National oil companies produce about 55 percent of the oil and gas the world consumes. Nevertheless, these companies and their role in the energy transition have largely remained on the sidelines of climate negotiations, debates and campaigning.
As public entities, national oil companies (or NOCs) are owned by the citizens of oil-producing countries, many of which face persistent poverty and high inequality. At this press conference three experts spoke on national oil companies, climate and energy transition for insights on NOCs and what is at stake at COP28.
Topics and speakers
Risky bets and public funds. Despite the imperative to transition beyond fossil fuels, NOCs are planning $1.8 trillion on oil and gas developments and expansions over the next 10 years. Seventy-one percent of these investments will only turn a profit if humanity fails to meet the 1.5 C target. A quarter of the total NOC investment will be unprofitable if oil demand falls to 55 million barrels a day, which is in line with the International Energy Agency’s Announced Pledges Scenario.
Finance and investors. NOCs face increasing uncertainties due to changing energy systems. But financial actors’ approaches are currently not aligned with the need to mainstream climate considerations into NOC business models.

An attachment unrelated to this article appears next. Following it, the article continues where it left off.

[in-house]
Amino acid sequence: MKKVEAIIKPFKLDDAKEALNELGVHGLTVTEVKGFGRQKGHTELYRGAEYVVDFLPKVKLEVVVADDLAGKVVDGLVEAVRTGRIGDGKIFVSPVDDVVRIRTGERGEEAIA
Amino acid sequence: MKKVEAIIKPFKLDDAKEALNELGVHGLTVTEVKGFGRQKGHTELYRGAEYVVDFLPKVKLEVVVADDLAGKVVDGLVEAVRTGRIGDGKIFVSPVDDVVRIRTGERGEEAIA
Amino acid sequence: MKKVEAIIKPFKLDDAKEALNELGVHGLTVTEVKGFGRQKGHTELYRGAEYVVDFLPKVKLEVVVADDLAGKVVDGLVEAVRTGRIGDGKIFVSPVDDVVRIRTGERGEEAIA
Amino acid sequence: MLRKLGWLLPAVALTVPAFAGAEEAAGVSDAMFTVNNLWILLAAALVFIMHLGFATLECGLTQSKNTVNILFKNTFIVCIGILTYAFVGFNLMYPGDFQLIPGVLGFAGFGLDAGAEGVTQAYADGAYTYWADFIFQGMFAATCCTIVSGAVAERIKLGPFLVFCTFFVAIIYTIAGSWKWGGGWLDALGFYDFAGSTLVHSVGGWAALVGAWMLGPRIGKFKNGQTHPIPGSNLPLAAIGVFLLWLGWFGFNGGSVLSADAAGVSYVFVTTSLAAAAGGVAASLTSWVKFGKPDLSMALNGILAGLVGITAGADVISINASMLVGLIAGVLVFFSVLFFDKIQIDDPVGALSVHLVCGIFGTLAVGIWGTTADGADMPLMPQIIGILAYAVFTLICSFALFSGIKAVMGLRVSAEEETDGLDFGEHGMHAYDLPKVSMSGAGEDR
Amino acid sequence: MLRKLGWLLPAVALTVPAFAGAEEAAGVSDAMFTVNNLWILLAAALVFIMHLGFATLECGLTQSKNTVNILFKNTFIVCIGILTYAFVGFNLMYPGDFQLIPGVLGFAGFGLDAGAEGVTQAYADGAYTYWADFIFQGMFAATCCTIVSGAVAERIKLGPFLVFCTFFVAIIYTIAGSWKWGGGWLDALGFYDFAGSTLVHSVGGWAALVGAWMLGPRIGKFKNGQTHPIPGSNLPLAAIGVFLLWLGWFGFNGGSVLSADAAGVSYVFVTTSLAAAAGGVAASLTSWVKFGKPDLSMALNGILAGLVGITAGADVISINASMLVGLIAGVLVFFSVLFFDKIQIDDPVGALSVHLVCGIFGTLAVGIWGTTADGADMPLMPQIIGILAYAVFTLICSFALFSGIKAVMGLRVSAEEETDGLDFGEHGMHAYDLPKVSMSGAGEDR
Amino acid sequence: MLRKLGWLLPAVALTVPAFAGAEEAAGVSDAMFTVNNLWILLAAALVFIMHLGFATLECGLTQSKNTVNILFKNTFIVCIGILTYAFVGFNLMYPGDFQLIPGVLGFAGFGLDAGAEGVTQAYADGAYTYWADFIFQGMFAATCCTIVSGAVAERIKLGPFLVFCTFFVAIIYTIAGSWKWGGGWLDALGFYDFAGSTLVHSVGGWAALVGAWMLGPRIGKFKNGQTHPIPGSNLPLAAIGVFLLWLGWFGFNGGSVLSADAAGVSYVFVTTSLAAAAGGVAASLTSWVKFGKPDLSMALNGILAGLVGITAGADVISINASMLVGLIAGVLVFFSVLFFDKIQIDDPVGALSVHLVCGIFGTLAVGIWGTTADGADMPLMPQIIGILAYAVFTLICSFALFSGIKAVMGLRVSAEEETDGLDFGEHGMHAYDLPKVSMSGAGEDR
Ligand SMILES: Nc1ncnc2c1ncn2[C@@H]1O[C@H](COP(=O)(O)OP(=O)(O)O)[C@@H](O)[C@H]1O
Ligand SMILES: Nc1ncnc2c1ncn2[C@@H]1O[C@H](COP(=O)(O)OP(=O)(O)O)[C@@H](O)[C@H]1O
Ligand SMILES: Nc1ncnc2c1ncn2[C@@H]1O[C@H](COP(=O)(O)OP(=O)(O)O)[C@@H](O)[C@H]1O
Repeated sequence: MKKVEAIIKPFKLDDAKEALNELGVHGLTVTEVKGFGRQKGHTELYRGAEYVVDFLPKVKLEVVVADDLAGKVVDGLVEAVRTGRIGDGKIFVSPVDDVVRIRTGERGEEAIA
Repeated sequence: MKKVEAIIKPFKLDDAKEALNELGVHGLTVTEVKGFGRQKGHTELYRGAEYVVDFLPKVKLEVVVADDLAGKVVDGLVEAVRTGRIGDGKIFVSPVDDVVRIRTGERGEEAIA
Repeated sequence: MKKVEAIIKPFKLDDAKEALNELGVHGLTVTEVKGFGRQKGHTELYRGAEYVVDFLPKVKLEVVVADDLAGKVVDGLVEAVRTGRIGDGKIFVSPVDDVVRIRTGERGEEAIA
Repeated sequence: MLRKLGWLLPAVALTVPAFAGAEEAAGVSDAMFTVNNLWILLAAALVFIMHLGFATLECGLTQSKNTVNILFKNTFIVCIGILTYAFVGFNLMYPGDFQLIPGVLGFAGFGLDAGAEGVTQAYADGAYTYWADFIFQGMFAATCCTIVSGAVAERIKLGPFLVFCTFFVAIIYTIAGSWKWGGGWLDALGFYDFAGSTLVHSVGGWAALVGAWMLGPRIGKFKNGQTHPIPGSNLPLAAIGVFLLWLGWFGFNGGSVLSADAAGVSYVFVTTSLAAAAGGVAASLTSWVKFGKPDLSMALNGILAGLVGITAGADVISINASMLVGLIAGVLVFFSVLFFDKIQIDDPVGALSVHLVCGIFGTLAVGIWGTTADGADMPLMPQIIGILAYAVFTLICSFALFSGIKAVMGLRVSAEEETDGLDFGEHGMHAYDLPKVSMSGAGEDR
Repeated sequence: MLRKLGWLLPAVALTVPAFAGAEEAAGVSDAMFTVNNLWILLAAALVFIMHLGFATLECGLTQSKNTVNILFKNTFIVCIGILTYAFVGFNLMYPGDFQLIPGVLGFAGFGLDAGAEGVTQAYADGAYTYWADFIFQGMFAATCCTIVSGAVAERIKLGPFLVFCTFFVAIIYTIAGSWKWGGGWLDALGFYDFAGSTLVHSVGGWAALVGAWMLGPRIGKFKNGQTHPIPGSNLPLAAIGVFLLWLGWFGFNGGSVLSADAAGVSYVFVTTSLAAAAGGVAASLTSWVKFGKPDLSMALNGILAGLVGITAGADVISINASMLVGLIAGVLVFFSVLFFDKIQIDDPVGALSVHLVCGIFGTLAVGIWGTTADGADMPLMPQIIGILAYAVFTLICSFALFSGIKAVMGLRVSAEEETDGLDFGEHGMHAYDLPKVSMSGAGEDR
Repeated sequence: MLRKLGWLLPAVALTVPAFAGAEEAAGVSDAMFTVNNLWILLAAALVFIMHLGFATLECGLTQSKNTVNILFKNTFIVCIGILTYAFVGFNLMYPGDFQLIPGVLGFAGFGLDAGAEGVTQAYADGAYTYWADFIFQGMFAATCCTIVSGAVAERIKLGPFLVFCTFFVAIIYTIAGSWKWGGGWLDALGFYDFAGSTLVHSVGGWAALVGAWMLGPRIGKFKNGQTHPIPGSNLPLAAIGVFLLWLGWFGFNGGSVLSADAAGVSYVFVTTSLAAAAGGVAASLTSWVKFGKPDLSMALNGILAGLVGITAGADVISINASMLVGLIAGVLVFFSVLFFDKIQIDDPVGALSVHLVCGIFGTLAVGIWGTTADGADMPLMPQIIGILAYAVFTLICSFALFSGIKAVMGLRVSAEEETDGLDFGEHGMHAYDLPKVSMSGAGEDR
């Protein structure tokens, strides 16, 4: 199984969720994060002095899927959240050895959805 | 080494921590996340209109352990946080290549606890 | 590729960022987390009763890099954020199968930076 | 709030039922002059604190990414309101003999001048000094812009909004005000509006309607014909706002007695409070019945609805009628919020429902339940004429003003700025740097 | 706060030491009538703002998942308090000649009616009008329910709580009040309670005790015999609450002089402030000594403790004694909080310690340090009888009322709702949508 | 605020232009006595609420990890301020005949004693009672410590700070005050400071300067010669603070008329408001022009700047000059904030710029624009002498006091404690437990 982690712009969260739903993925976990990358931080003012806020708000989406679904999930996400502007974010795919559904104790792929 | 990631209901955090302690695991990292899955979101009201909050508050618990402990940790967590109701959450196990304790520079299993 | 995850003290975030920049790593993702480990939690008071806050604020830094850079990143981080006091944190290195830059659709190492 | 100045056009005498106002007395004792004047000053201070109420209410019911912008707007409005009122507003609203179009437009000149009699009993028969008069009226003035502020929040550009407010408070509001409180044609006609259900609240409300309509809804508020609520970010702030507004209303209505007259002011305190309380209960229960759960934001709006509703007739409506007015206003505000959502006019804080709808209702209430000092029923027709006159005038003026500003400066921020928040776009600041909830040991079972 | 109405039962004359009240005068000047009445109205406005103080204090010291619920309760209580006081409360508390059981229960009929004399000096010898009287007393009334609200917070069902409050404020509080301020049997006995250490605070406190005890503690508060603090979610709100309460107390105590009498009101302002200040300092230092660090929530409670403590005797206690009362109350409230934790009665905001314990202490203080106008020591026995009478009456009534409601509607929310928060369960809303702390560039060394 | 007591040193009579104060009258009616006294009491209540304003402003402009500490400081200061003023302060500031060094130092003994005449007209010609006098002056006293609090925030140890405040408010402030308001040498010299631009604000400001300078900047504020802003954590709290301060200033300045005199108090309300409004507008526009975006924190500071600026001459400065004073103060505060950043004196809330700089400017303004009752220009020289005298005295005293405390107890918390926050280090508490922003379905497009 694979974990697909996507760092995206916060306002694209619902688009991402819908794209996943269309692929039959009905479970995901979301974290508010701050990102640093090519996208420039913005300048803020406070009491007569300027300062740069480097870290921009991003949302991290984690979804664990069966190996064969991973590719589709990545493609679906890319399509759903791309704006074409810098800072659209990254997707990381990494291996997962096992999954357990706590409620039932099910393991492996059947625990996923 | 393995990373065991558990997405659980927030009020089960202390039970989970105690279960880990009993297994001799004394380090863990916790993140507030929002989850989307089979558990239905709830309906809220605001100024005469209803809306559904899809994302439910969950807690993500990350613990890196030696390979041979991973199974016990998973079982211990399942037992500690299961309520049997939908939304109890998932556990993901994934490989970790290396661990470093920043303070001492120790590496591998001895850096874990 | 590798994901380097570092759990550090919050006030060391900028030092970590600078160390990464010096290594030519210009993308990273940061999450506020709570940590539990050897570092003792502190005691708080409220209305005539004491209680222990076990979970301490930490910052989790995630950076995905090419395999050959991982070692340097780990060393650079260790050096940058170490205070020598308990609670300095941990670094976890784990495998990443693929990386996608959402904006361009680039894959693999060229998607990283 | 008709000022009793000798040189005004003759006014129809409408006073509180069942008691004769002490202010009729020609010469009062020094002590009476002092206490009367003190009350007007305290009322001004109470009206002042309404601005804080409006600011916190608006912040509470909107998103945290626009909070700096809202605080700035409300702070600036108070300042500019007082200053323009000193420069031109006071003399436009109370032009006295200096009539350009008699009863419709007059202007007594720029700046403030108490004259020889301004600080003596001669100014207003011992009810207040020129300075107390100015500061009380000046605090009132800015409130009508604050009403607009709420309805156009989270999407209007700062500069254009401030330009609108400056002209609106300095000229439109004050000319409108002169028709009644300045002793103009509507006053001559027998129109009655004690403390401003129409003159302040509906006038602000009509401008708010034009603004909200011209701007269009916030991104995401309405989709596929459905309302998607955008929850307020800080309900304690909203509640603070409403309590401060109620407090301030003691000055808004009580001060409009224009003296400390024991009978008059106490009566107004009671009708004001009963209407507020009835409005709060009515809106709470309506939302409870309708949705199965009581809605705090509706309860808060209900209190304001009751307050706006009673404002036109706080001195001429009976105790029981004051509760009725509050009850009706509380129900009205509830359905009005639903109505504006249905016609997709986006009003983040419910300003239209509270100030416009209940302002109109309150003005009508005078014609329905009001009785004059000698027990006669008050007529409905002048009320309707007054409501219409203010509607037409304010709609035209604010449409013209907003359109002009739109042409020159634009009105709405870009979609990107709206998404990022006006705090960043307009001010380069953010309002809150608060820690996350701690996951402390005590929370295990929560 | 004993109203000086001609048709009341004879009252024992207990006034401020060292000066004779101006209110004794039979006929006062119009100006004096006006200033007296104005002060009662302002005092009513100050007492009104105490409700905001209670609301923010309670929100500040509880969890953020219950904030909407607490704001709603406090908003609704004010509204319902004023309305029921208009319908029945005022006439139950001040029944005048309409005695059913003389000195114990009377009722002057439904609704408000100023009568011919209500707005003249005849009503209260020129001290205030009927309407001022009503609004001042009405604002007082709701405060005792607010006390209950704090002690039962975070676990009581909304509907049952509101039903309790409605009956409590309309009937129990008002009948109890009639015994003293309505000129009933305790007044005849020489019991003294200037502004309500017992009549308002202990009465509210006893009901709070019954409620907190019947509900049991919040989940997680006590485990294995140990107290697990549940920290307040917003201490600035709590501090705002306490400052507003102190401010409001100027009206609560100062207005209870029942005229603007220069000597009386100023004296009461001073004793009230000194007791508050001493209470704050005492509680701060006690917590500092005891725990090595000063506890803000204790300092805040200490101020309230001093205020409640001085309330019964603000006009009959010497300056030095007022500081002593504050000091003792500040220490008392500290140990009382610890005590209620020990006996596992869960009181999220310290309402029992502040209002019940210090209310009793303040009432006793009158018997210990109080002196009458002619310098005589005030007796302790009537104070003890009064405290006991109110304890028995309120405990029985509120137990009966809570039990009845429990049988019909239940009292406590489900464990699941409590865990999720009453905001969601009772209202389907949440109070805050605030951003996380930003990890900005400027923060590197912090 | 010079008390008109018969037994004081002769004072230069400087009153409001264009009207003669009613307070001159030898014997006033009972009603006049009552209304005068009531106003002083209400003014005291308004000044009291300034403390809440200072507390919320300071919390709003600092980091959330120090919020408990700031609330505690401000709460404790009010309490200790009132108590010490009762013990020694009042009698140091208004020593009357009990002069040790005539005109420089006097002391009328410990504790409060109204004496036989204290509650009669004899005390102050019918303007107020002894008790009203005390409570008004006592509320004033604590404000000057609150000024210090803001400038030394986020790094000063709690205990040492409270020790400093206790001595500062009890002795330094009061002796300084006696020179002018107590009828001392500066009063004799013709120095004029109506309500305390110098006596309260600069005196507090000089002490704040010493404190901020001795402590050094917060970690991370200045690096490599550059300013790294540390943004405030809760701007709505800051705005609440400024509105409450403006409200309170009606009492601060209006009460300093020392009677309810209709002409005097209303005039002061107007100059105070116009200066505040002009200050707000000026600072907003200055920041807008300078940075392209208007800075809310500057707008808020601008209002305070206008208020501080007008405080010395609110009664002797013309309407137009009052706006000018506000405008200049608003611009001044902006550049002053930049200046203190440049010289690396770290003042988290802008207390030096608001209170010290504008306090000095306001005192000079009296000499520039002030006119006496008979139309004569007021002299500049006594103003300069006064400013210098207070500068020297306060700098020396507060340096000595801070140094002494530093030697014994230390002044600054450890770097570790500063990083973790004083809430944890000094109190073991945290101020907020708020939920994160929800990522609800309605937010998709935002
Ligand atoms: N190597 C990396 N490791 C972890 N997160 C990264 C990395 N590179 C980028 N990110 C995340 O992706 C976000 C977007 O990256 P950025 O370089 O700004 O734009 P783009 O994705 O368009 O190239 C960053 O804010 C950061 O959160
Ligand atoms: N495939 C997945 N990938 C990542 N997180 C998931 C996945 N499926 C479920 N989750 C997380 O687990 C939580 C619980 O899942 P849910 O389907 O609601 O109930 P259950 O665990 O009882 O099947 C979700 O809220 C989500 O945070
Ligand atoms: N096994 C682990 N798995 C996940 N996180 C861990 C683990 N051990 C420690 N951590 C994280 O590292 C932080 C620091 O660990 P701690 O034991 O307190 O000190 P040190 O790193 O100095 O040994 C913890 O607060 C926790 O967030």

IISD's Natalie Jones shared insights on how financial actors can support NOCs’ just and ambitious low-carbon transition, based on new analysis by the International Institute for Sustainable Development (IISD), the World Benchmarking Alliance, and the University of California Santa Barbara.
Just transition. Just transition for oil and gas producers is a relatively new area, particularly their role in helping their countries achieve a just transition – in terms of economic diversification, jobs, communities, revenue management, contracting and governance.
Glada Lahn of Chatham House shared early findings from new research on what just transition means for middle-income oil and gas producing countries, focusing on the cases of Colombia and Nigeria. This research is being led by Chatham House, the World Resources Institute (WRI), and national researchers in Colombia and Nigeria.
This event was livestreamed on the UNFCCC website.